Sunday, February 14, 2010

"Trollope is not Proust": Alan Bennett's THE UNCOMMON READER

When one of her ill-tempered corgis runs up the steps of a bookmobile parked outside the kitchen entrace to Buckingham Palace, the Queen is obliged to follow it. Once inside, she meets Mr. Hutchings, who runs the mobile library, and Norman Seakins, a browsing kitchen employee. Her Majesty feels that she ought to borrow a book for the sake of decorum, and she chooses a volume by Ivy Compton-Burnett; opening it, she finds that it has not been checked out since 1989. "She's not a popular author, ma'am." "Why, I wonder? I made her a dame."

So begins Alan Bennett's utterly delightful novella The Uncommon Reader, and so begins the Queen's literary adventures. Aided and abetted by the dutiful Norman, who is promoted by the Queen to the role of personal assistant and literary confidante and whose gayness seems not to bother Her Majesty in the slightest (though she shies away from some of his very gay literary recommendations, like Denton Welch or Christopher Isherwood, the latter because she has "no time for all the meditation"), the Queen finds that more and more of her time is occupied by reading. She takes to keeping a book open on her lap during royal carriage rides, waving out the window while really looking at her book; when she leaves an Anita Brookner novel in the carriage while opening Parliament, it is removed by security and exploded lest it be some kind of "device" -- the Queen's response? "That is exactly what it is. A book is a device to ignite the imagination." She tries to interest anyone and everyone in her reading: her husband, the family, the prime minister (who isn't even aware that Iran was once Persia), and Sir Kevin Scatchard, her bitchy New Zealander private secretary. No one is interested, and what's worse, they all seem to regard her reading as unseemly, even improper. Along the way are delicious jokes about nearly every English literary figure from Austen to Woolf. But, more seriously, reading allows the Queen for the first time in her life to escape her own circumstances and to level the playing field -- she has been separated by her role from the common people (the title of the novella an obvious play on the term "common reader," used by, among others, Ben Johnson and Virginia Woolf to indicate the non-academic reader, the reader who reads for his or her own pleasure and entertainment) and now, for the first time, is able to understand, through her encounters with characters, what other people are like. Such is the power of books.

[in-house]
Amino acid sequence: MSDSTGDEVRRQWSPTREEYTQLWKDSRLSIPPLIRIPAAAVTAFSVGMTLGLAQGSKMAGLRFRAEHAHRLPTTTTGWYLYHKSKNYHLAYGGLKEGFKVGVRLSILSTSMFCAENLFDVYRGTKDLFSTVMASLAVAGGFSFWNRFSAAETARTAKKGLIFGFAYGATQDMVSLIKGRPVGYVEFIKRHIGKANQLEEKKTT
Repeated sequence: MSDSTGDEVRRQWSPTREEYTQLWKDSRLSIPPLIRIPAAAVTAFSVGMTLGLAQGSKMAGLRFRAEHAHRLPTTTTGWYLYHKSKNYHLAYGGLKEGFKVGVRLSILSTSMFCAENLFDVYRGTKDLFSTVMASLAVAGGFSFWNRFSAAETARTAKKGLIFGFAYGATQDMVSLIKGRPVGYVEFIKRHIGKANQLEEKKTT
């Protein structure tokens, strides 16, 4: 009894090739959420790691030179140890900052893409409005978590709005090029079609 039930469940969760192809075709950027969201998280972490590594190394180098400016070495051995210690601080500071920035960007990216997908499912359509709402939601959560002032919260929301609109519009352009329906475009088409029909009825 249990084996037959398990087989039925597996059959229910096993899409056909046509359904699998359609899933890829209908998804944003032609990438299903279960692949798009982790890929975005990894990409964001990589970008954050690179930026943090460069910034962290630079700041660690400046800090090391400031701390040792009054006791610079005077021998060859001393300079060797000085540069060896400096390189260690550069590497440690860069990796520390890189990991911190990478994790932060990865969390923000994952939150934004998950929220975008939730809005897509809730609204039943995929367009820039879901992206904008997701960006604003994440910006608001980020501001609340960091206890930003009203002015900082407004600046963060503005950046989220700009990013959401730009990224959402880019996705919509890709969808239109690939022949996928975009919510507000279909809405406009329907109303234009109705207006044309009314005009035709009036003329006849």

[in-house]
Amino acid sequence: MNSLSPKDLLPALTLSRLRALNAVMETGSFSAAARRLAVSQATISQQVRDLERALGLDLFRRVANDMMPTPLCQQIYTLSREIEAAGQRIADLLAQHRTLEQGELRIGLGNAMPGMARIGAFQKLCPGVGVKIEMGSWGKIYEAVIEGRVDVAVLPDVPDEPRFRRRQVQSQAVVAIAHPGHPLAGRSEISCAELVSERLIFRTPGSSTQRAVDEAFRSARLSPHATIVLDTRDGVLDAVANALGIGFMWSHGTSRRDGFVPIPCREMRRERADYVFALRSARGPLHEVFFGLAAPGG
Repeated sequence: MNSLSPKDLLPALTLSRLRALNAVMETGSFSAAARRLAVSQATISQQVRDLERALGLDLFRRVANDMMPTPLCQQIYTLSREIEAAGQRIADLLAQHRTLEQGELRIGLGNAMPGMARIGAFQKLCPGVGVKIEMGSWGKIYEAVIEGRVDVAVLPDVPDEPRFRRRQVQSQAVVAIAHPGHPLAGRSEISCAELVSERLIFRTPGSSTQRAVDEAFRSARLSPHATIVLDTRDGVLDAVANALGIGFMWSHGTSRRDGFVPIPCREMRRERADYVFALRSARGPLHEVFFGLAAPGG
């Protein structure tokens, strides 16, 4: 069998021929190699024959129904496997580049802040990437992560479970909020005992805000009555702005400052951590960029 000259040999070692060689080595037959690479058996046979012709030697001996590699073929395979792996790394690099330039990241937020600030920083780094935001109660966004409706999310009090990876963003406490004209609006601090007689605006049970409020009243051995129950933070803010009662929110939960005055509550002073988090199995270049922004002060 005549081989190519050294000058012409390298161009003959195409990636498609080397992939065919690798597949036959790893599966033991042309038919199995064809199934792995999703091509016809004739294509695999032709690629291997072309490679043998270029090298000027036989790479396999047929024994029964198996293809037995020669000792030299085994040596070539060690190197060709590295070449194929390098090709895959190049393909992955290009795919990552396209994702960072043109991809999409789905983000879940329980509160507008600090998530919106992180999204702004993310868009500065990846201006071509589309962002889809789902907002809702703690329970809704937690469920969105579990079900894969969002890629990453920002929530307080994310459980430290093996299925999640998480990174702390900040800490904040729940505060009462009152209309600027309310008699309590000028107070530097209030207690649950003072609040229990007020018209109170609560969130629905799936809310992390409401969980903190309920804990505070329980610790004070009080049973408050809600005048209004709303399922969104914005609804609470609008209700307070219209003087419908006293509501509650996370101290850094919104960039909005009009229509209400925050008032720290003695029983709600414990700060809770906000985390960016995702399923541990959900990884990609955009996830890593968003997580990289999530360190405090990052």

Alan Bennet, author of -- among many other works -- the Tony-winning The History Boys and The Madness of King George, has written a delightfully witty and often vicious literary satire, one which holds up the British public to an astonishing amount of ridicule but which leaves its heroine, Her Majesty herself, virtually unscathed. The book was published in 2007 after first appearing in the London Review of Books, and one would assume that it rode the crest of revitalized popularity of the monarch. Indeed, I kept thinking as I read of Helen Mirren's performance in Stephen Frears's 2006 film The Queen (Mirren also having appeared, incidentally, in the film version of The Madness of King George), and of the human figure presented there. The Uncommon Reader actually makes me want to read a biography of the Queen, though the Queen herself in these pages deems such biographies "tedious in the extreme." Here, the Queen is plucky, funny, sharp, and surprising, particularly in the book's final moments. I don't want to say anything else about the plot, for I don't want to rob anyone of the book's many pleasures. Suffice it to say that Bennett's work is often laugh-out-loud funny, while at the same time offering a subtle examination of what intense reading can do for a person, both positively and negatively. "Reading was not doing," the Queen thinks to herself, "that had always been the trouble. And old though she was, she was still a doer."

But again, the primary delights are the withering one-liners, most of which are enjoyed -- as with most British humor -- in context. Read the book at once, so that you can experience 120 pages of exchanges such as this one: When the Queen mentions at a formal tea to a roomful of past and present advisors that had she asked Macmillan's cabinet how many of them had read Proust, most would've raised their hands, whereas here, no hands are raised. A former foreign secretary pipes in: "I've read Trollope."

"'One is glad to hear it,' said the Queen. 'But Trollope is not Proust.' The home secretary, who had read neither, nodded sagely."

Friday, February 12, 2010

"If I could learn to twang like a rubberband": Kate Bush's THE LINE, THE CROSS & THE CURVE

The story goes that when Kate Bush finished her 1993 album The Red Shoes (loosely based on the 1948 film of the same name by director Michael Powell), she decided to forego the planned-for tour in support of the album and direct a short film instead, starring herself. She corresponded with Powell to discuss her ideas about the project; she met the director shortly before he died. It's much too harsh to say, as some critics have suggested, that she should have gone on tour. The Line, the Cross & the Curve is a mess, but it's a rather interesting mess.